Demonstrators from the Climate Camp in London staged a protest at the Climate Exchange, where carbon credits will be traded under the UK government’s much-criticised cap-and-trade scheme
Protesters from the London Climate Camp climbed the building in the city of London where carbon credits are traded, protesting what they describe as a “false solution” to global warming.
The protesters, who used technology heavily to set up their camp on Blackheath yesterday, began a week’s direct action with an assault on the European Climate Exchange in London’s Bishopsgate, the site where carbon credits are exchanged as financial commodities.
Protesters climbed the building, unfurling a banner saying that the carbon credit scheme is a “false solution” to global warming, while others staged a “climate casino” by the building’s entrance, allowing staff in and out, but claiming that the scheme merely makes money for companies while doing nothing for the planet.
“I think a lot of people inside here believe they’re doing something good for the environment, but our message is that they’re not,” a spokesperson told the Guardian. she said. “Too many governments are using carbon trading as an excuse not to cut emissions. People are making a lot of money on this, but nothing is really being done.”
Carbon trading, also known as “cap and trade” gives existing companies a credit which is a “licence to pollute”, which can be traded with other companies. This gives an incentive to pollute less, it is argued.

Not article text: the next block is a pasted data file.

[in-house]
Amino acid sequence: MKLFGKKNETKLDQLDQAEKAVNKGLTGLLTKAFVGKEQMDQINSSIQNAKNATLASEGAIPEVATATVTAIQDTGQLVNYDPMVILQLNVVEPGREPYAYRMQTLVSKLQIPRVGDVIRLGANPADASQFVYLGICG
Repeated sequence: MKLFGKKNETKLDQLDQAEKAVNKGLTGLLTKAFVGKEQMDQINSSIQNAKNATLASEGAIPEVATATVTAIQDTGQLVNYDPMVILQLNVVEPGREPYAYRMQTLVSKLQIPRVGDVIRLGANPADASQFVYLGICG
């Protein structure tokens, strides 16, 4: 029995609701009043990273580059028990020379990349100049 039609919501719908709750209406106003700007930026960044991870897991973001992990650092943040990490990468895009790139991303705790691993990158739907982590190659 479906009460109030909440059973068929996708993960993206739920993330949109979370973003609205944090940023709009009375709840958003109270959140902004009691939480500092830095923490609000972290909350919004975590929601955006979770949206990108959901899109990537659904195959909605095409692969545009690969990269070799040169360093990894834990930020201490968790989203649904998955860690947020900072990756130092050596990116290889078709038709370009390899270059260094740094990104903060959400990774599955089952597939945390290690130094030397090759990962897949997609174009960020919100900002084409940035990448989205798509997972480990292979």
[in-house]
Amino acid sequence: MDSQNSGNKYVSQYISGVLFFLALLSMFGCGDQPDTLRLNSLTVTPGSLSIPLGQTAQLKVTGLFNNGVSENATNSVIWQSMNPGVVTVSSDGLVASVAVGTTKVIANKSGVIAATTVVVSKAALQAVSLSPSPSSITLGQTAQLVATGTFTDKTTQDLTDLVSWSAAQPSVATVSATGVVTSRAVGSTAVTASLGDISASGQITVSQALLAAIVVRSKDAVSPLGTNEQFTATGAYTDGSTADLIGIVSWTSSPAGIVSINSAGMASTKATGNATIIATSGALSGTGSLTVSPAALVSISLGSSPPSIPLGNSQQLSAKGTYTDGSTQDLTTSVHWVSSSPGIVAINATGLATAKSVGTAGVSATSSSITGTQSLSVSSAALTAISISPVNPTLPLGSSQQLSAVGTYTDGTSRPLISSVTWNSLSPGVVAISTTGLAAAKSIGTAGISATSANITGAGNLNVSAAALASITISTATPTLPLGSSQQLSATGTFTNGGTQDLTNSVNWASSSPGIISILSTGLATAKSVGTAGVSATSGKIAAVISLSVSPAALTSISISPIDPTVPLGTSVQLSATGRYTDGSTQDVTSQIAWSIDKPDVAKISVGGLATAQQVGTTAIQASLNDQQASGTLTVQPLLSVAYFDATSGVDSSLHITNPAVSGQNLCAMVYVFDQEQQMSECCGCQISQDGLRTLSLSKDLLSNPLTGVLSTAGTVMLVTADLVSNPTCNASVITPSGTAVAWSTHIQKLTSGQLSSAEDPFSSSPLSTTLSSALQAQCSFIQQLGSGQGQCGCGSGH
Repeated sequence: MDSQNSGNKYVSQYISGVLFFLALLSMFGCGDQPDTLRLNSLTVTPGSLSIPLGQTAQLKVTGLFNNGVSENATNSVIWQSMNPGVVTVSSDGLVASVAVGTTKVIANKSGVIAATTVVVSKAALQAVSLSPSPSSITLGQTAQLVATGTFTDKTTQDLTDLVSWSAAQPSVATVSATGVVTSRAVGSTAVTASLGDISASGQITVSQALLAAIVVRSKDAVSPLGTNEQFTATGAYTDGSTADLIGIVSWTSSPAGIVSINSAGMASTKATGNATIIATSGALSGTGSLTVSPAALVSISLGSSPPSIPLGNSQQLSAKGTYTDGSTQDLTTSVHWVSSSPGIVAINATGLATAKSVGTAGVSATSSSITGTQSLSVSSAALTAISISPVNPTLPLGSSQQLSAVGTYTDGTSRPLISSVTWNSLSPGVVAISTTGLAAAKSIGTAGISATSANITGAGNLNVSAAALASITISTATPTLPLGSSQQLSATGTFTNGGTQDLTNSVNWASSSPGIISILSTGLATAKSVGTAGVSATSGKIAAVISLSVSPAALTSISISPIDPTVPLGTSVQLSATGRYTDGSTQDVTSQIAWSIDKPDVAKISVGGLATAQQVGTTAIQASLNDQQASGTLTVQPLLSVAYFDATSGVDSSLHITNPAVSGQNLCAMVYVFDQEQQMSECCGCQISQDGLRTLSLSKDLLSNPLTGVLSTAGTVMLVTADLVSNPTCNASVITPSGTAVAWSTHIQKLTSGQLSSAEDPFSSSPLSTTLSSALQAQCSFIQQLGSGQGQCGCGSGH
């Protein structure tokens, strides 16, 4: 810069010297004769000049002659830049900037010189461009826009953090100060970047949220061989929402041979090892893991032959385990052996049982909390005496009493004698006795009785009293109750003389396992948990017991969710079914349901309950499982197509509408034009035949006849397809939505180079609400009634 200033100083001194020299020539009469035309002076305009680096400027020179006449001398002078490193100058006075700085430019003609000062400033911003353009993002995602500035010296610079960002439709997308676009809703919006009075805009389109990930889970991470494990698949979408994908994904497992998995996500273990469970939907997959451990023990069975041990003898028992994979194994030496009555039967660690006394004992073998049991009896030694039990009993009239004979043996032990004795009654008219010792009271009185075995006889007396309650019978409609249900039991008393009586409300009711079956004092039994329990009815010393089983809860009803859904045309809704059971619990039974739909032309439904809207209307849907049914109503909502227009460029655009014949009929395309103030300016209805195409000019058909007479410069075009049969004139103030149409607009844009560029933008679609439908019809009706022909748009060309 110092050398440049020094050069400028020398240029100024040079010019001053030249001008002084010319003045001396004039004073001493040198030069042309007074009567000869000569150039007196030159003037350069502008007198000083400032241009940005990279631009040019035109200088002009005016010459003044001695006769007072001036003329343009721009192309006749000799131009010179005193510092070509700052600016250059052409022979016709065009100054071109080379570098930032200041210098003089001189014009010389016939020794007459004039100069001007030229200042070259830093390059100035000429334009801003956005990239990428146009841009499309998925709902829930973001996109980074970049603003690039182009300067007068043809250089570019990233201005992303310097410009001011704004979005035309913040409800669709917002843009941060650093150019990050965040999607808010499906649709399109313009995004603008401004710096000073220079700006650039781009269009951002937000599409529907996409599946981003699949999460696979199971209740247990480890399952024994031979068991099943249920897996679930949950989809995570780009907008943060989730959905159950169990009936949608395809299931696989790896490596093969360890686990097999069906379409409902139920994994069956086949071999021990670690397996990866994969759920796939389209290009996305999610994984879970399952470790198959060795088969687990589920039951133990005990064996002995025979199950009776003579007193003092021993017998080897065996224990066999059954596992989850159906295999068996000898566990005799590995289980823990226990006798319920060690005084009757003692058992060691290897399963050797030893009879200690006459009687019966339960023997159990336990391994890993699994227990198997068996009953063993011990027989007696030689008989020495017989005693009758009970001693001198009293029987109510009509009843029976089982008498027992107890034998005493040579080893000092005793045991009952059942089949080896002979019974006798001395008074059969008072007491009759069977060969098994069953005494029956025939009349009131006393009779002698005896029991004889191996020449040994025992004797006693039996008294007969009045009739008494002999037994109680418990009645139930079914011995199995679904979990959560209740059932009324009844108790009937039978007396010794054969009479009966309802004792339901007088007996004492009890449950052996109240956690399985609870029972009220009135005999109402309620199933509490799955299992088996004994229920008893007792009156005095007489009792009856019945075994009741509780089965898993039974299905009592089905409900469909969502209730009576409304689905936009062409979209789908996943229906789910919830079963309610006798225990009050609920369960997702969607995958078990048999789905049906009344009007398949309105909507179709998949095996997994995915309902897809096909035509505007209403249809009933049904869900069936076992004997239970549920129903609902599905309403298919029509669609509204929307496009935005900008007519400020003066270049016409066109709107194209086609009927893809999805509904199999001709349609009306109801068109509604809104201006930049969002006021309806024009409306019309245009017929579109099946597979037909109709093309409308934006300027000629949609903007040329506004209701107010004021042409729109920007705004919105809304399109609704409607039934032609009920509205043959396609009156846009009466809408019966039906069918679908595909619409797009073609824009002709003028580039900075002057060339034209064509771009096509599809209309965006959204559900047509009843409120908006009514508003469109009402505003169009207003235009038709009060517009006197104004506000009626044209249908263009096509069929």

However, the scheme has has received much criticism from highly-respected environmentalists, and the details of the accounting required to get companies into the scheme are being hotly argued in the UK at present.
BT has warned that the UK cap and trade scheme will make its wind farm plans uneconomic, and other companies have joined the continuing argument.
Meanwhile, environmentalists and business leaders have lined up to criticise carbon trading, in fora such as Carbon Trade Watch. Scientist James Lovelock, whose Gaia hypothesis sees the planet as a living organism, has called cap and trade a “scam”, former minister Michael Meacher has warned it will be distorted by business pressures, BP’s former chief executive Lord Browne has criticised it, and Vincent de Rivaz, chief executive of the EDF Energy UK compared it to the disastrous market in sub-prime mortgages whose failure kicked off the recession.
Critics also now include Thomas Crocker, who invented the concept as a graduate student in the 1960s and is now a retired professor of economics. He is now “sceptical” about large-scale cap and trade schemes, according to a report in the Wall Street Journal.
The Climate Exchange spoke to eWEEK, but did not make any statements about the protest, pointing out that it operates as a strictly financial institution, handling tradeable commodities defined elsewhere.